I cheered when Diana Prince climbed the trench ladder and walked onto the battlefield. Incoming bullets smashed her steel wrist-plates and flew apart as her arms raised to meet them, and in that moment I think a lot of women felt a jolt of validation as we watched her charge forth across No Man’s Land.
Only a week later, I was walking along a sidewalk in West Harlem to pick up dinner, glancing at my phone here and there to check if I was going the right way (my friends know my sense of direction is…severely limited), and then my eyes flicked back up, catching something before my mind could compute it. Then it registered that my path forward had just narrowed. My eyes traced the lines of men framing both sides of the walkway, lounging, chatting, eating, and already I felt my heartbeat accelerate.
The space in the middle seemed to constrict, forming a tighter and tighter V, and I had seconds to make a choice. I could weave around to cross the street and keep going from there. I’d done that in the past where I just didn’t feel like dealing with it. This time I steeled myself, trapped in my stuttered breath and tried to keep my pace even–and I walked forward.
My gaze fixed on the corner bodega on the other side, and I tried to focus on anything, anything but the weight of eyes sliding over my body and the words already forming in the mouths of those who would judge it.
Hey sweetie. Lookin’ good. Sexy. Hey honey. Nice ass. Nice. Nice.
Worse were the appraising nods I could sense but not see, but the corner was approaching and I was almost there, almost there–THERE! It was over. I made it. I let myself exhale but stayed vigilant, my eyes already on another group of men two blocks ahead.
I wonder now if No Man’s Land only exists in wars and myths because from what I could see as I navigated the sidewalks in NYC, everywhere is All Man’s Land.
What I don’t think a lot of men realize is that their bodies take up space in this land differently than my woman’s body does. Anyone can be a victim of crime on the street, anyone can be harassed, but when my body, presented as woman, walks through New York City, the space then made available to me targets its vulnerability–my vulnerability. That vulnerability is intensified by my identity as a woman of color because now I have this idea of the “exotic” attached to my body as well, a label that gives others license to define my sexuality and take advantage of it. This reminds me that more times than not, I will need to be hyper-conscious of the way I move through spaces dominated by men and prepare myself for all the ways it can go wrong.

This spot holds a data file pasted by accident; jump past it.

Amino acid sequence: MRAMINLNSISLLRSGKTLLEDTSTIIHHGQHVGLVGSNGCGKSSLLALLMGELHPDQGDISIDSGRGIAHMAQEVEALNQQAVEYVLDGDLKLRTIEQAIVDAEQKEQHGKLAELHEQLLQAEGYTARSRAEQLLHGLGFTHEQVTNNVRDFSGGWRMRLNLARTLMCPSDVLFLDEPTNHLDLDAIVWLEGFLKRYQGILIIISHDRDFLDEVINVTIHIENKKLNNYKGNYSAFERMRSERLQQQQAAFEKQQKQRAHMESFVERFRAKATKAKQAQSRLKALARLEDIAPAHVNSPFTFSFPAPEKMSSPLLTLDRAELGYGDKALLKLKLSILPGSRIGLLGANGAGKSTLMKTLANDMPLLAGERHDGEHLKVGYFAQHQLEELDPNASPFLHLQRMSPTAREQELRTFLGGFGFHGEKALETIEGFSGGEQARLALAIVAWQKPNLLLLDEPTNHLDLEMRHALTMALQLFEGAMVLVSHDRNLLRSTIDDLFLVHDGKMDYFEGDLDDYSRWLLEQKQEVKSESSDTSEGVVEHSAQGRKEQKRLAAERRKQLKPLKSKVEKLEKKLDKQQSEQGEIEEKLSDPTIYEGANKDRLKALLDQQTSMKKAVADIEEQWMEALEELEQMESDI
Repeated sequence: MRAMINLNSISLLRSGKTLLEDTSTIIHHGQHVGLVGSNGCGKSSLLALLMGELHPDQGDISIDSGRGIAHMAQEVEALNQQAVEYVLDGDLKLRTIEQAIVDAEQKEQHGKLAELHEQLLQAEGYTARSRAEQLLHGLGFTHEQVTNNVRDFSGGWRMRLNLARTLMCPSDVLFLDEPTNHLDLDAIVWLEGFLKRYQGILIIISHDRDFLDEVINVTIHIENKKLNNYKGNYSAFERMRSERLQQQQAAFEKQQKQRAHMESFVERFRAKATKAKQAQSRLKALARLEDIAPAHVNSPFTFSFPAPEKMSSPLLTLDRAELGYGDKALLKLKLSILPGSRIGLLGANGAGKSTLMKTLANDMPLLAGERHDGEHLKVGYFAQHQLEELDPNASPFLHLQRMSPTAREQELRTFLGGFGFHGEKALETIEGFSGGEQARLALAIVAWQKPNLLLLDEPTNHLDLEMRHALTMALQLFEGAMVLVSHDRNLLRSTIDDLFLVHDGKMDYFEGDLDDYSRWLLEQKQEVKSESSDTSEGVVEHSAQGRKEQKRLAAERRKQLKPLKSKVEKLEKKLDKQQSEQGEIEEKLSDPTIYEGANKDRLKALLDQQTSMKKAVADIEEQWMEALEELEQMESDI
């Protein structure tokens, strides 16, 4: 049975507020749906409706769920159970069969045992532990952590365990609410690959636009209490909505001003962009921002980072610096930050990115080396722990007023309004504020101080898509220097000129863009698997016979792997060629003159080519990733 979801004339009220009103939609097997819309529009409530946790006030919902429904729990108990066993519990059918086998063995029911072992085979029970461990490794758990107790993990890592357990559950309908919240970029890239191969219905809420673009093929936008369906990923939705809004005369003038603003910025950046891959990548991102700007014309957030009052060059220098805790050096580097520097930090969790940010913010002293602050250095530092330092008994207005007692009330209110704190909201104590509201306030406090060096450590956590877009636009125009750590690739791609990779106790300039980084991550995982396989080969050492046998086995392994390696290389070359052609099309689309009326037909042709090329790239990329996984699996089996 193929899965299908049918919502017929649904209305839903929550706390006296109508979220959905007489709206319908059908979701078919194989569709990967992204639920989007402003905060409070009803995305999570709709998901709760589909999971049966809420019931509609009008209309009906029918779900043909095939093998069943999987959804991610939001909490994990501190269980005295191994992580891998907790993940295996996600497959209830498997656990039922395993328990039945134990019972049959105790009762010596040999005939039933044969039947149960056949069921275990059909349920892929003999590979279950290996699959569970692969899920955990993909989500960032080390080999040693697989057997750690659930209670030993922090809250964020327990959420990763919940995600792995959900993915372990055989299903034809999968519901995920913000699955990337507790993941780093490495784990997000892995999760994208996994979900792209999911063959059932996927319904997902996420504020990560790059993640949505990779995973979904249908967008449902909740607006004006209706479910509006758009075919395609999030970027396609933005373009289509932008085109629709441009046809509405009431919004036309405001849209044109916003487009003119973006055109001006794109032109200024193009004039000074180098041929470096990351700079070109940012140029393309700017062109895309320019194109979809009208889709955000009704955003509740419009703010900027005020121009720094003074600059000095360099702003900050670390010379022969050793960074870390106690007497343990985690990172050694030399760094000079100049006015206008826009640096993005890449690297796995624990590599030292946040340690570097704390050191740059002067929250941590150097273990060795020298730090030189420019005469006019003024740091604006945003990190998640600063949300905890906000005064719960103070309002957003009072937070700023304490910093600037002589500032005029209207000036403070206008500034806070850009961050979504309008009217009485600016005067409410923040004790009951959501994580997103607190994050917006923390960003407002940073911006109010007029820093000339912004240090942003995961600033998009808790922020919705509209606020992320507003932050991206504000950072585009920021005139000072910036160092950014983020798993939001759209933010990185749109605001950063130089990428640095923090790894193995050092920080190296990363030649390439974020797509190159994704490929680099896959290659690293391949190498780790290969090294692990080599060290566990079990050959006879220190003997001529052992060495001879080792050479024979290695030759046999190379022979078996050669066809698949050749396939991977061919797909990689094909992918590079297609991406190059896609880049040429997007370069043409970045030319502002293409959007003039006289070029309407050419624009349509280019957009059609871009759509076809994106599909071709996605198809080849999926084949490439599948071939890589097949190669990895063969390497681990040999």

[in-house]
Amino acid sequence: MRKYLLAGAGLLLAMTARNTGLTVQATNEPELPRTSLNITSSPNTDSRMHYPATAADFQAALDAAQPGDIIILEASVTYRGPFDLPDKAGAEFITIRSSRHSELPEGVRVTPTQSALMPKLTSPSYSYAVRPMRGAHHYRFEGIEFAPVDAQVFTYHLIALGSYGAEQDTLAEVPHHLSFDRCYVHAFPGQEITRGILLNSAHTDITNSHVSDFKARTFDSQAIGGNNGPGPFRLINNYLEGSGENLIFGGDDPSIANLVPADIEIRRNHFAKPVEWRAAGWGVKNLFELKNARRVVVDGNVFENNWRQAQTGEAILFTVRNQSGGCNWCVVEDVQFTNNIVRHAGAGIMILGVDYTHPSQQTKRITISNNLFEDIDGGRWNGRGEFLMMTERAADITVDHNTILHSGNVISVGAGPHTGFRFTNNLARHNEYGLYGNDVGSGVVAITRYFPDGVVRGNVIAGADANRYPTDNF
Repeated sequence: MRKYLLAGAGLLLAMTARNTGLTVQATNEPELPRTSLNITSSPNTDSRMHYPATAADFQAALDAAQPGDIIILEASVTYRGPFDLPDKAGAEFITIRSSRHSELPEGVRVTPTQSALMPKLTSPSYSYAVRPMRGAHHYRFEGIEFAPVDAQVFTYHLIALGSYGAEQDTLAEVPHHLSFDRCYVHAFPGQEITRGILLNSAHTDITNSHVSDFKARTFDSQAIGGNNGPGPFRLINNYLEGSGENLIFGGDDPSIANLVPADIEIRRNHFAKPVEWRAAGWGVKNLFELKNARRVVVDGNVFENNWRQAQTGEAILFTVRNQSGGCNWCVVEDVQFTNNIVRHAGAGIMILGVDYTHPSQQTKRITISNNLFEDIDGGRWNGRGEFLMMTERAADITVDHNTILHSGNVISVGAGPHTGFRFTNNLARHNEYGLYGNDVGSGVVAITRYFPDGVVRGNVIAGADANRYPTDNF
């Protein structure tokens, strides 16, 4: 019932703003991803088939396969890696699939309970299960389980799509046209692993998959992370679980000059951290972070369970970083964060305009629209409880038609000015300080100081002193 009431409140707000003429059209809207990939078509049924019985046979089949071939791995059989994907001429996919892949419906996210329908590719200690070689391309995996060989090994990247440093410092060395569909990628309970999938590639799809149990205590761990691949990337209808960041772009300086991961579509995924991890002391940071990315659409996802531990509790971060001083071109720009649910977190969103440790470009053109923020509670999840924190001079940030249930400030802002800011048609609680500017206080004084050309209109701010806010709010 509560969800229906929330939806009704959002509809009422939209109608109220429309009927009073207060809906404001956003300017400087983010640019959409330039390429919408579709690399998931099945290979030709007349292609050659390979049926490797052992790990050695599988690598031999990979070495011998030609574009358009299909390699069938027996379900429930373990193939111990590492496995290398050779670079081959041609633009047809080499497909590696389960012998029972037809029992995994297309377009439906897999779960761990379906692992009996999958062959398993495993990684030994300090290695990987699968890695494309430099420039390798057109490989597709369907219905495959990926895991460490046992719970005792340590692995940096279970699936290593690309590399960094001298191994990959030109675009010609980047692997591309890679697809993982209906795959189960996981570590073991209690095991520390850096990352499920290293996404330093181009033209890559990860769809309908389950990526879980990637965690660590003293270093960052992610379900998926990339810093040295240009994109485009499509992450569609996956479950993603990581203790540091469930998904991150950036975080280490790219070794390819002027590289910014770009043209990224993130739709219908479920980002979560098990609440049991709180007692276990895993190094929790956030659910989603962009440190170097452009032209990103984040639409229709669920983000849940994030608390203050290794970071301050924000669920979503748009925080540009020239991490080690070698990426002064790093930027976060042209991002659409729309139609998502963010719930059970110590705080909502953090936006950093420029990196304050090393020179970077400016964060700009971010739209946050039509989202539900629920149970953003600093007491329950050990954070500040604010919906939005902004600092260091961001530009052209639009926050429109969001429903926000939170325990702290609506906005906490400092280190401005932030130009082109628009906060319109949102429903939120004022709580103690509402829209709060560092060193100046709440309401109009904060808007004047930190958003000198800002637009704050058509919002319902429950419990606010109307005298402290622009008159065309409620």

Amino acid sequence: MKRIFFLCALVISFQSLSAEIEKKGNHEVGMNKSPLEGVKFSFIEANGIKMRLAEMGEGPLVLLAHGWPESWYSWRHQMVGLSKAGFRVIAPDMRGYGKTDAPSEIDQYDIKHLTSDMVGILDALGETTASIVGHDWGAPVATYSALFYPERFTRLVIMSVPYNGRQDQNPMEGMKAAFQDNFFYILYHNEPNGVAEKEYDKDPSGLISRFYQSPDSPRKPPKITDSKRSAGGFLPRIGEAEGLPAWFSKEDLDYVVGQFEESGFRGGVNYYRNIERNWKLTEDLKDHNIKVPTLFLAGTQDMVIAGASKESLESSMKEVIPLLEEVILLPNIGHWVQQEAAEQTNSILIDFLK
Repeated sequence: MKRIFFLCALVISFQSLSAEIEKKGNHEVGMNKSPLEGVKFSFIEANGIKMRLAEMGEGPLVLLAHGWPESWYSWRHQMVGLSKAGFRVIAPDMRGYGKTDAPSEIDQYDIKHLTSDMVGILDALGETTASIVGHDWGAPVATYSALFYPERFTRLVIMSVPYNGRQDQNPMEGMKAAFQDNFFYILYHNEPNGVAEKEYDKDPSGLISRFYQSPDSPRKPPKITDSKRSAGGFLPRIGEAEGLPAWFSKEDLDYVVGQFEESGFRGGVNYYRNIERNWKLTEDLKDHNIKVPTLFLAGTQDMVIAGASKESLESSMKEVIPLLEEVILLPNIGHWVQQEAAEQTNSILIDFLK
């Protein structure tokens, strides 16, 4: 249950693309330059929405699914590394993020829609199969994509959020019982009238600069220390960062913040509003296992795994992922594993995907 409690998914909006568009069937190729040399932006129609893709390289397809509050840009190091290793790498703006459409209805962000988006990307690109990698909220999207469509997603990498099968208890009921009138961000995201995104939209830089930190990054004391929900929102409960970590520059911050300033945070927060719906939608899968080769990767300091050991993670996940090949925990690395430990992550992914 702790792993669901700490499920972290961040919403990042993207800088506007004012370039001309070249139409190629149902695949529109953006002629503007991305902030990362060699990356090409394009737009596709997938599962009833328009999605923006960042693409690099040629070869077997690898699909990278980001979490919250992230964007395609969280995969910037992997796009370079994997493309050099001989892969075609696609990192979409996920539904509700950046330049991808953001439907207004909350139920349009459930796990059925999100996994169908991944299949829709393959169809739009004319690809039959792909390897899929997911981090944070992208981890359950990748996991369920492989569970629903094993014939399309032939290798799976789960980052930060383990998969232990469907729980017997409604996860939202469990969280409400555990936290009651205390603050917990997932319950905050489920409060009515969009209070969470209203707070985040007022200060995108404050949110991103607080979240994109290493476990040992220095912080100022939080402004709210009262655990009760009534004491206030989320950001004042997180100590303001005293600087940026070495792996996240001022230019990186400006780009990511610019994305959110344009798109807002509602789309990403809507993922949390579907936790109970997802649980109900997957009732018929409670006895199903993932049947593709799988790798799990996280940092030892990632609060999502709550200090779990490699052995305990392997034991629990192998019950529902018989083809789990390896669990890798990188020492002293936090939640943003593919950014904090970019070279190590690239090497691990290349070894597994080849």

I learned as a brown girl in a predominately white middle school that even in spaces where the gender demographics seem pretty equal, things can go wrong. I learned this when a white boy reached out his hand to grab my butt, smacked it, laughed, and then sauntered off through the hallway because he had nothing to be ashamed of. I stood still, mind blank, not sure of what to think or feel, not even later when I told the vice principal and she fluttered about me in distress, trying to get to the bottom of it. They never found him.
They never find a lot of them–the men who hurt my sisters, the ones who harass them, assault them, linger in the memories they try to forget, the ones who expose the grim reality that the space we take up is often less valued because the anxiety and pain that comes with it goes unacknowledged and unaddressed. I can only speak for myself and what I’ve seen and experienced, but I know of the stories of deep pain that were not trusted to be legitimate. I know of stories where my sisters did not know comfort, did not know justice. We all do. They may take up the space of a news byline for a day, but that is not enough. It never is.
I believe we have been created in God’s image and cherished as such, and I am disturbed when the dignity of that is threatened. We should not be in a land where I am used to having my body inspected and commented on by men, where I am expected to respond to their “praise” with smiles because I’ll be seen as ungrateful or rude if I don’t. We should not be in a land where the weight of this expectation compresses our space, inhibits us from moving fully within the freedom God intended us for.
And this space isn’t always physical. You only need to look at the way we talk about women in the media because apparently if we talk frankly about these things we’re framed as crazy, emotional, bossy, demanding liars in the workplace and in the home who want too much and hate men. I’m not even going to dignify the latter with more words than it deserves.
To present as woman involves this unspoken demand by society to tuck yourself in and resign yourself to the space allotted to you. I am to accept the space between the walls of catcalled words and reaching hands and should not expect or ask for more. I should not expect to take up more space in a conversation with a group of men without being interrupted or questioned. I should not expect to challenge attitudes that feed into rape culture and win.
I am expected to fear nights (and days) walking alone and carrying pepper spray and my mother’s stories.
But the God I serve did not design me to settle for fists clenched in fear, eyes averted, and a mouth clamped closed. I was born into a minefield with a desperate need for #metoo, but I’ve been liberated by Christ to be a conqueror, wondrous and woman all at once.
Charge into this truth together. There is much to conquer, and we need each other.